Low Expectations: I’ll admit, some readers like backstory. Readers who like backstory like things simple. They do not want to work to figure out character motivation. They are not interested in character depth. They would rather have things explained to them, than be challenged to figure them out for themselves. It’s hard not to talk about societal trends when discussing reader preferences, and I am not an expert in that area. But a look at popular culture indicates that many people prefer sentimentality and nostalgia over reality and intellectual challenge, and since the publishing business is more focused on appealing to the general public than ever before, backstory (not to mention editorializing) in fiction will remain popular. If those are the people you want to write for, then fine, load your work with simplistic, boring backstory. If you would rather challenge your readers and use your work to say something more interesting, then you will need to eliminate backstory.
Speaking of Nostalgia: I believe there is a correlation between backstory and nostalgia. Both are simplistic. Both ignore the nuance and complexity of reality and wish to replace them with easy answers to difficult questions. In that sense both exhibit a fear of reality. They avoid the challenge of the present. Until about a century ago nostalgia was considered a mental disease (see https://www.theatlantic.com/health/archive/2013/08/when-nostalgia-was-a-disease/278648/). It indicated an unwillingness to face the current situation. Although nostalgia is no longer considered a mental defect, it is still a way of retreating from the present. Backstory is like that. In terms of writing it looks inward, avoiding engagement with the reader, while realistic character sympathy looks outward, welcoming it.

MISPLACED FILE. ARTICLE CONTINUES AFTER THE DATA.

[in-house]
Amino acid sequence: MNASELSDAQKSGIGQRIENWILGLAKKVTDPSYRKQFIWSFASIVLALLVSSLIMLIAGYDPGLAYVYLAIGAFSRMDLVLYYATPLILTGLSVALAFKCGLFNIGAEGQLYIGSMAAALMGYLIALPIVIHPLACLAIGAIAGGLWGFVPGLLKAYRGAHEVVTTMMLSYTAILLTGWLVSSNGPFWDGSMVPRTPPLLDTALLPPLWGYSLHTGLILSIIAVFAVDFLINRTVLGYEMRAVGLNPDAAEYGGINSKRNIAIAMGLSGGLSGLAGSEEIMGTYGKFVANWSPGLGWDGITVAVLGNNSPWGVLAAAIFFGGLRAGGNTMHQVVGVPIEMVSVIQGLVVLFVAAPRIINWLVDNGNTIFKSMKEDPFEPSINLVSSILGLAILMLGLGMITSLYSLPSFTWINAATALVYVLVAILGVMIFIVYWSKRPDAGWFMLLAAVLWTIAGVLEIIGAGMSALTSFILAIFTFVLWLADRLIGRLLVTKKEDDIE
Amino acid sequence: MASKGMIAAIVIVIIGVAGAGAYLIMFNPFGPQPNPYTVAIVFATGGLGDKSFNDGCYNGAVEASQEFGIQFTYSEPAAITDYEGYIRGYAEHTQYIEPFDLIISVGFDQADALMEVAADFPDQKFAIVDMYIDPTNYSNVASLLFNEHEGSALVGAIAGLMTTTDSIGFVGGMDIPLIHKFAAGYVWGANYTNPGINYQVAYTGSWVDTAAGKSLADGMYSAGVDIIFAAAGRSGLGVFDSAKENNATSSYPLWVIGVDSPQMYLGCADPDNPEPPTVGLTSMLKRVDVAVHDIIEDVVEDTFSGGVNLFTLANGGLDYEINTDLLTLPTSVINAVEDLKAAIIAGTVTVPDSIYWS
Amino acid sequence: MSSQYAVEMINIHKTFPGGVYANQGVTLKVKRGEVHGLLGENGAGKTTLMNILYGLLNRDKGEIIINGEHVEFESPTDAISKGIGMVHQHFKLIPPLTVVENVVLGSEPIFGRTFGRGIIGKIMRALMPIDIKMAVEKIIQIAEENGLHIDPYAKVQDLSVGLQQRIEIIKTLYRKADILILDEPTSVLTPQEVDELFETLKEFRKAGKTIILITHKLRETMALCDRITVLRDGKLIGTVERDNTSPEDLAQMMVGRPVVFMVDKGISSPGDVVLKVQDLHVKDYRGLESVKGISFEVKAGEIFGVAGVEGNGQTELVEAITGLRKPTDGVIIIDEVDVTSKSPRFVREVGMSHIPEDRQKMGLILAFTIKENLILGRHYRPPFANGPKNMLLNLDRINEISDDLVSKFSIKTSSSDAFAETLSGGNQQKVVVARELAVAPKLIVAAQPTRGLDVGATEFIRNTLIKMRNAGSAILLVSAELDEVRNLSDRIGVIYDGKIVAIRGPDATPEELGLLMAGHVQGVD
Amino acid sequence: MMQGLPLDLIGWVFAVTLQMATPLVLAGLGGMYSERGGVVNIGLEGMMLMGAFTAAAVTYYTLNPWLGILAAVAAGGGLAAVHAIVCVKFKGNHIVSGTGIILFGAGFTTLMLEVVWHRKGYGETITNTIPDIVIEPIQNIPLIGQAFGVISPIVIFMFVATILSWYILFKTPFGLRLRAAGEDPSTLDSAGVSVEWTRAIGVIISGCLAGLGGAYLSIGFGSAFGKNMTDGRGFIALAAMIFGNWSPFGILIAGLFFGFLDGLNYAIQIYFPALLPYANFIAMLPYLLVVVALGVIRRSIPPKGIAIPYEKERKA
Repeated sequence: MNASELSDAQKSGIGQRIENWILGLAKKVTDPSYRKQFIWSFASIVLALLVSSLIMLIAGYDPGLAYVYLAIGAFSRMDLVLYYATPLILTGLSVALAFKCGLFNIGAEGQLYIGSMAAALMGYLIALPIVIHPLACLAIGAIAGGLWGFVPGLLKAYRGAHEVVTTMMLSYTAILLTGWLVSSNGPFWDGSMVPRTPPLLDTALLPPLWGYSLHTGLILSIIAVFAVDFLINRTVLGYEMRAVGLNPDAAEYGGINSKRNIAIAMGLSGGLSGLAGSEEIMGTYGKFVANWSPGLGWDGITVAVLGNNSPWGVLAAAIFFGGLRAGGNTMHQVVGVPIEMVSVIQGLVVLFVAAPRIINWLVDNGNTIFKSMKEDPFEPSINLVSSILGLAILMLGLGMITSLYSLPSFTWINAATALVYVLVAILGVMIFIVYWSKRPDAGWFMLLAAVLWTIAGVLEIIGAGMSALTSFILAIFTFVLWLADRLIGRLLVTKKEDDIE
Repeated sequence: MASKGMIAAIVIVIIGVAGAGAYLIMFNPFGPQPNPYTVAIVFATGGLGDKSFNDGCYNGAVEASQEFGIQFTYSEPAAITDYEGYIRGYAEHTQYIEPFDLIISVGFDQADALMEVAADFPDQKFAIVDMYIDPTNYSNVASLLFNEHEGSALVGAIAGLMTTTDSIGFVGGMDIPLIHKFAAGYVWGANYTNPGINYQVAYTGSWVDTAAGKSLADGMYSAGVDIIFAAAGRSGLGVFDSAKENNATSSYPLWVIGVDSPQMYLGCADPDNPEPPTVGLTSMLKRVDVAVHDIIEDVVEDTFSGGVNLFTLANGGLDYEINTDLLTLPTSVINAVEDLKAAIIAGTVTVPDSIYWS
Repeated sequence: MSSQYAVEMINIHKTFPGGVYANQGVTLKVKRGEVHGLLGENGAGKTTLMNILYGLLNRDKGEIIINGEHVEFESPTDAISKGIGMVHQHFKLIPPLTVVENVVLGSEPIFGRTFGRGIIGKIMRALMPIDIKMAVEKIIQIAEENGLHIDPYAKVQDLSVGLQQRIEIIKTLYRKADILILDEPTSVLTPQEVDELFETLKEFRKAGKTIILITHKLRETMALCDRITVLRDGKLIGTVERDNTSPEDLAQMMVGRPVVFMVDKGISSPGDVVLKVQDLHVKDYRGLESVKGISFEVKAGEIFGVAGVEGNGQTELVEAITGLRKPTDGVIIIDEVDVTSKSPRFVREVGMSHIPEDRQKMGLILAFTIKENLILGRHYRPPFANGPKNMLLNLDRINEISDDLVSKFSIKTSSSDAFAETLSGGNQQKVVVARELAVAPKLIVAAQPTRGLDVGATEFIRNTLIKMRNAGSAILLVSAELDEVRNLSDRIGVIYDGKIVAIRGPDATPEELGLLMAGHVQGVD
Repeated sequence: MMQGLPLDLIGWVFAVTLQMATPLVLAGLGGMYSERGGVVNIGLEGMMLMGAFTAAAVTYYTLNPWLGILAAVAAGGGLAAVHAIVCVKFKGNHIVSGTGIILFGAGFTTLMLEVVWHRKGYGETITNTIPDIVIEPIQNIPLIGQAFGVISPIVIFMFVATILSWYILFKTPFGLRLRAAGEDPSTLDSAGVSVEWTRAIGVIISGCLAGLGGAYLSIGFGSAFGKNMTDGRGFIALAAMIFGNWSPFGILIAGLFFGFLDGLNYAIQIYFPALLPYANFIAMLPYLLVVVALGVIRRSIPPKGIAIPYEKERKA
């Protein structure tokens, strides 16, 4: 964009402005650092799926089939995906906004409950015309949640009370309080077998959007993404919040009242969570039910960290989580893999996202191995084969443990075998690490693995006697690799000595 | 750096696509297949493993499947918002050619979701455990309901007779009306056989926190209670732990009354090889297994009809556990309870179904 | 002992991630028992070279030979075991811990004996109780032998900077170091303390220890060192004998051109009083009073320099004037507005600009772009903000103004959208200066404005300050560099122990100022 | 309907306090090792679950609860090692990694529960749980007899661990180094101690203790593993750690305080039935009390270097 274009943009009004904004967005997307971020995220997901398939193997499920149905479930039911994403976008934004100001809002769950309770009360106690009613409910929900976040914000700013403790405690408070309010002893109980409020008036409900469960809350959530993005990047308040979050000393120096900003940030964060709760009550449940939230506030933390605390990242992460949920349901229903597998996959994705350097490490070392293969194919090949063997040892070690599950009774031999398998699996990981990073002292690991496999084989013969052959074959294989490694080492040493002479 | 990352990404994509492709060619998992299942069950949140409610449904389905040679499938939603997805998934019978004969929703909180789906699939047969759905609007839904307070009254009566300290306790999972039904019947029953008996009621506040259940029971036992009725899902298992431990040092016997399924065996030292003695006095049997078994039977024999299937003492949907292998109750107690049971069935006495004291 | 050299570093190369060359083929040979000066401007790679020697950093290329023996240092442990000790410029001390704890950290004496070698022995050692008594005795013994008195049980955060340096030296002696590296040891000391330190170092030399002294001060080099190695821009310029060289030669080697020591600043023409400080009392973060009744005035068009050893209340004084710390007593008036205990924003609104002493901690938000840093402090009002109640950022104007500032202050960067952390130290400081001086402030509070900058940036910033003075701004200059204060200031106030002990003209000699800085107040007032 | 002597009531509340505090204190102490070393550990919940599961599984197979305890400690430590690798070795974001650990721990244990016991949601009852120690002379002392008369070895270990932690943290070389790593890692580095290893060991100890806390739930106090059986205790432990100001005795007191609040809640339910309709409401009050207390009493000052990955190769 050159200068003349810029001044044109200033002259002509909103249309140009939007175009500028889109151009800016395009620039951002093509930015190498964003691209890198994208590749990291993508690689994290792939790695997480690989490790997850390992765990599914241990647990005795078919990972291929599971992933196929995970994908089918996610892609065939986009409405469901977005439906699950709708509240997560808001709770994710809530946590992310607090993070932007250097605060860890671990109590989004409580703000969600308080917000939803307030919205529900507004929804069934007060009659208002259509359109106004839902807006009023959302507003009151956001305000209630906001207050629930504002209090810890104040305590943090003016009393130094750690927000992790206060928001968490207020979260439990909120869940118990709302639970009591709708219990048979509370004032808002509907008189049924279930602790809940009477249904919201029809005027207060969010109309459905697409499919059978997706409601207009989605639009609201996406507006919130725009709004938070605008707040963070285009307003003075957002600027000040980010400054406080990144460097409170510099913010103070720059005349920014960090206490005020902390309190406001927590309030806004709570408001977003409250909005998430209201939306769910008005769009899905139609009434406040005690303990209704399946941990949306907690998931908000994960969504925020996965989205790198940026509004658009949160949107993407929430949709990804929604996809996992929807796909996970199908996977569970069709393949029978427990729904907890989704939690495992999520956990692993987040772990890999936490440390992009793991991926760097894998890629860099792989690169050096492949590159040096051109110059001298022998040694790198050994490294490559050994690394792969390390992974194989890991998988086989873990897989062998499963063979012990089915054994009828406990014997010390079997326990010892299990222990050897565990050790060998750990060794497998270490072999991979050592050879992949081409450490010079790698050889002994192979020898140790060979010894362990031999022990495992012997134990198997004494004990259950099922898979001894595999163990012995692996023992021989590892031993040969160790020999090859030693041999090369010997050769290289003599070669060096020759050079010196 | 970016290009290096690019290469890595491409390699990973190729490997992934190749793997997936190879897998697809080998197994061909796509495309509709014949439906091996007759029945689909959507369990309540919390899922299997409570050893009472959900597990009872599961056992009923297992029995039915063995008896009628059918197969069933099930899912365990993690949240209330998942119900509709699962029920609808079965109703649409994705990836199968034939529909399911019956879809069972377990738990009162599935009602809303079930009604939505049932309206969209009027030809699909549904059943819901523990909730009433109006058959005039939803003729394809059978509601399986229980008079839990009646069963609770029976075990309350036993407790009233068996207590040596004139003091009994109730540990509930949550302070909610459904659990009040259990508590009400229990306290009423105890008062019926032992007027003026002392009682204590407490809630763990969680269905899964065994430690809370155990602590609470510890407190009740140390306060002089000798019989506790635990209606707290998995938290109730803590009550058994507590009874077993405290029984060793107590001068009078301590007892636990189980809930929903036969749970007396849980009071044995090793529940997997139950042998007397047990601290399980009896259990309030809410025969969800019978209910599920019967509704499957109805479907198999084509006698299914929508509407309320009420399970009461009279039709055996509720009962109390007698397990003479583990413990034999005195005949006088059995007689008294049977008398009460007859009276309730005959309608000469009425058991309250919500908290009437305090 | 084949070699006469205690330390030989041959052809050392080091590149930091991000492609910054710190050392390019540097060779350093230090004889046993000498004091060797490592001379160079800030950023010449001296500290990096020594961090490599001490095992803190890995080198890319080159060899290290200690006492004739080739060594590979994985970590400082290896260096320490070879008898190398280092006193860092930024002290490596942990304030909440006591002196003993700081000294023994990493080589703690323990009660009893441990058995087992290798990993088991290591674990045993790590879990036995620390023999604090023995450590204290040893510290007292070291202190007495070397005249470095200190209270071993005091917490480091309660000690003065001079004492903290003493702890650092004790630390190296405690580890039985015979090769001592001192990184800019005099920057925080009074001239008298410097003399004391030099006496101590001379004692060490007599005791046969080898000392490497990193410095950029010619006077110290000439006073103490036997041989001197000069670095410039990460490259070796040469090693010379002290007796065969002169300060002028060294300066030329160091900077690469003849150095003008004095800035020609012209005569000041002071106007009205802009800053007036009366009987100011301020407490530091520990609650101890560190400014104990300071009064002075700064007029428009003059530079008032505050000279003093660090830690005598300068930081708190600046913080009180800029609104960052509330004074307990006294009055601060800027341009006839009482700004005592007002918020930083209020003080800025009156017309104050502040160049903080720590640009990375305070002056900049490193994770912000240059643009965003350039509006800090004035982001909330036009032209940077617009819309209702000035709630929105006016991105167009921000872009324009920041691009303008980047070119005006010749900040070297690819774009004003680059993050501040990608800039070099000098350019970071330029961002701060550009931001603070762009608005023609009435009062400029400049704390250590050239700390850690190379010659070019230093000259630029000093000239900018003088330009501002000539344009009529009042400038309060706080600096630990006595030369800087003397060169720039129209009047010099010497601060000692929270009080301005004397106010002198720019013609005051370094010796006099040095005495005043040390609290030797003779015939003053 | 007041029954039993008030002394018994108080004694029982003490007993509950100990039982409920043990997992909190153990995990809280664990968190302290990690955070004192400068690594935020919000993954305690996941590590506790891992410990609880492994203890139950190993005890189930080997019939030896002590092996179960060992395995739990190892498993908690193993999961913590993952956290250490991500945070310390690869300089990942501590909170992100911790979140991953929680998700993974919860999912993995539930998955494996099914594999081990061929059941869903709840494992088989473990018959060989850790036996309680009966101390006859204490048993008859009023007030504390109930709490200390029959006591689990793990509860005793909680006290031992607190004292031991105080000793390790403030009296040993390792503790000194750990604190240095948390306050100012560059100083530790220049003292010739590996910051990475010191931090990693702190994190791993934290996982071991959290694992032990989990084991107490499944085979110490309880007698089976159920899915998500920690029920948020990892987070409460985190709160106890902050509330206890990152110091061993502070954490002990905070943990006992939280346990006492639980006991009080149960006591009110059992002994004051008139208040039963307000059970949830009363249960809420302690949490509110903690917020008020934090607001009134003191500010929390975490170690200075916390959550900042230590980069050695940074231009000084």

If you want to write intelligent, compelling fiction I believe there is a better way. I am hopeful these suggestions will help.
- Stay in the moment and keep the story moving forward. Always remember that readers typically want to know what happened next, much more than what happened before. Forward momentum in fiction creates the rising action/tension that keeps readers engaged, and you can only maintain that forward momentum by staying in the moment. As much as possible keep the active scene going. Don’t cut it short by dropping into a long, boring explanation.
- Envision your story as a play or a movie. Readers translate what you have written into visual images, so the better you are able to imagine what is happening, the more compelling the story. Background facts do not translate into images as well.
- Instead of you saying it, let your characters say it. When you review the previous day’s writing (and this part of the revision process is a must if you are to become a successful writer) analyze how you have conveyed information. Is it coming from the narrator, or is it delivered through the characters? Keep in mind that character action and dialogue is much more effective at both engaging readers and conveying information. It’s important that you understand how subtext is used to convey meaning and character motivation in good fiction. There are many great books about using subtext. I recommend Charles Baxter’s The Art of Subtext: Beyond Plot.
- Does your reader need to know this right now? Does your reader need to know this at all? The same is true for the information you wish to communicate. When you read what you have written, ask yourself if the information is important enough to include, and if so, whether it belongs at the place you have put it. A mentor of mine, Bruce Holland Rogers, said it best: Don’t offer background information unless and until the reader absolutely, positively can’t go on without knowing it.
- Keep thinking about your readers—what do they want and expect from your fiction? Successful published fiction is a balance between what the writer wants to say and the readers’ expectations. Good fiction is not just about you. It’s about how you communicate with the people who will pay to read your work.
– Joe Ponepinto